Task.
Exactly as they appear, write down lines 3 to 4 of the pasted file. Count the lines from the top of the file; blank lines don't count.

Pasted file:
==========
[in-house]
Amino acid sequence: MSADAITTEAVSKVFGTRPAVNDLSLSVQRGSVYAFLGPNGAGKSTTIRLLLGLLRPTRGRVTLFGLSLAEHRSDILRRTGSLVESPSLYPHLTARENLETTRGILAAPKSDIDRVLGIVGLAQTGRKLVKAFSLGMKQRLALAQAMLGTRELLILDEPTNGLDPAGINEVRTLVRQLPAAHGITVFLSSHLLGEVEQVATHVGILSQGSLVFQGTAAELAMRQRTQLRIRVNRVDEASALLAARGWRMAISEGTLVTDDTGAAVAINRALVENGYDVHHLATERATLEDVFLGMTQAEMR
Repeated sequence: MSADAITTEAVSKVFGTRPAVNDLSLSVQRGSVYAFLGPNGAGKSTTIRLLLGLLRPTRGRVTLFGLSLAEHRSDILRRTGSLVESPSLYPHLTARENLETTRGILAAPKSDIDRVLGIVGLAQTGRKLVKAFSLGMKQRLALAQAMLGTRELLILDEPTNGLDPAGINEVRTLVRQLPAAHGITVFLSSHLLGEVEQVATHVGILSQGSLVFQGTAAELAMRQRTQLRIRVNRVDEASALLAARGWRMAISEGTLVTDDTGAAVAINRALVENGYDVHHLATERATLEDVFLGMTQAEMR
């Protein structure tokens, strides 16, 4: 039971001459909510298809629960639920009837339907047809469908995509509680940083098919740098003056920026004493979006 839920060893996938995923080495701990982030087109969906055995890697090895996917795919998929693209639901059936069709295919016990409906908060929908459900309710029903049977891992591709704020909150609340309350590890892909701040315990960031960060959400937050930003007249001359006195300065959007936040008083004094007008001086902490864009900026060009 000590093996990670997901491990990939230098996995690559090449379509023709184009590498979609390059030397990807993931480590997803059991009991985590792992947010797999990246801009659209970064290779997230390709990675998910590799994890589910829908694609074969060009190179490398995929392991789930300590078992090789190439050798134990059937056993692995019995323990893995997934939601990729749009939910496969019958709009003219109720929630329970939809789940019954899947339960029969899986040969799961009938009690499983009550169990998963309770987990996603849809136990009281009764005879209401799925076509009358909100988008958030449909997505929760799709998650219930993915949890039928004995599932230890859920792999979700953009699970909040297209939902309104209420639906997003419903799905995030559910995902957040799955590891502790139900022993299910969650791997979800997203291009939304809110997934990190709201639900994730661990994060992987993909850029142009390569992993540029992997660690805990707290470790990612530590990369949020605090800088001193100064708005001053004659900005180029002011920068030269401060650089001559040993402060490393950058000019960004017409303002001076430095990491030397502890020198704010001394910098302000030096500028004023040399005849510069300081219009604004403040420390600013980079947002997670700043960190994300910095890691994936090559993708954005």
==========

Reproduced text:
Repeated sequence: MSADAITTEAVSKVFGTRPAVNDLSLSVQRGSVYAFLGPNGAGKSTTIRLLLGLLRPTRGRVTLFGLSLAEHRSDILRRTGSLVESPSLYPHLTARENLETTRGILAAPKSDIDRVLGIVGLAQTGRKLVKAFSLGMKQRLALAQAMLGTRELLILDEPTNGLDPAGINEVRTLVRQLPAAHGITVFLSSHLLGEVEQVATHVGILSQGSLVFQGTAAELAMRQRTQLRIRVNRVDEASALLAARGWRMAISEGTLVTDDTGAAVAINRALVENGYDVHHLATERATLEDVFLGMTQAEMR
């Protein structure tokens, strides 16, 4: 039971001459909510298809629960639920009837339907047809469908995509509680940083098919740098003056920026004493979006 839920060893996938995923080495701990982030087109969906055995890697090895996917795919998929693209639901059936069709295919016990409906908060929908459900309710029903049977891992591709704020909150609340309350590890892909701040315990960031960060959400937050930003007249001359006195300065959007936040008083004094007008001086902490864009900026060009 000590093996990670997901491990990939230098996995690559090449379509023709184009590498979609390059030397990807993931480590997803059991009991985590792992947010797999990246801009659209970064290779997230390709990675998910590799994890589910829908694609074969060009190179490398995929392991789930300590078992090789190439050798134990059937056993692995019995323990893995997934939601990729749009939910496969019958709009003219109720929630329970939809789940019954899947339960029969899986040969799961009938009690499983009550169990998963309770987990996603849809136990009281009764005879209401799925076509009358909100988008958030449909997505929760799709998650219930993915949890039928004995599932230890859920792999979700953009699970909040297209939902309104209420639906997003419903799905995030559910995902957040799955590891502790139900022993299910969650791997979800997203291009939304809110997934990190709201639900994730661990994060992987993909850029142009390569992993540029992997660690805990707290470790990612530590990369949020605090800088001193100064708005001053004659900005180029002011920068030269401060650089001559040993402060490393950058000019960004017409303002001076430095990491030397502890020198704010001394910098302000030096500028004023040399005849510069300081219009604004403040420390600013980079947002997670700043960190994300910095890691994936090559993708954005």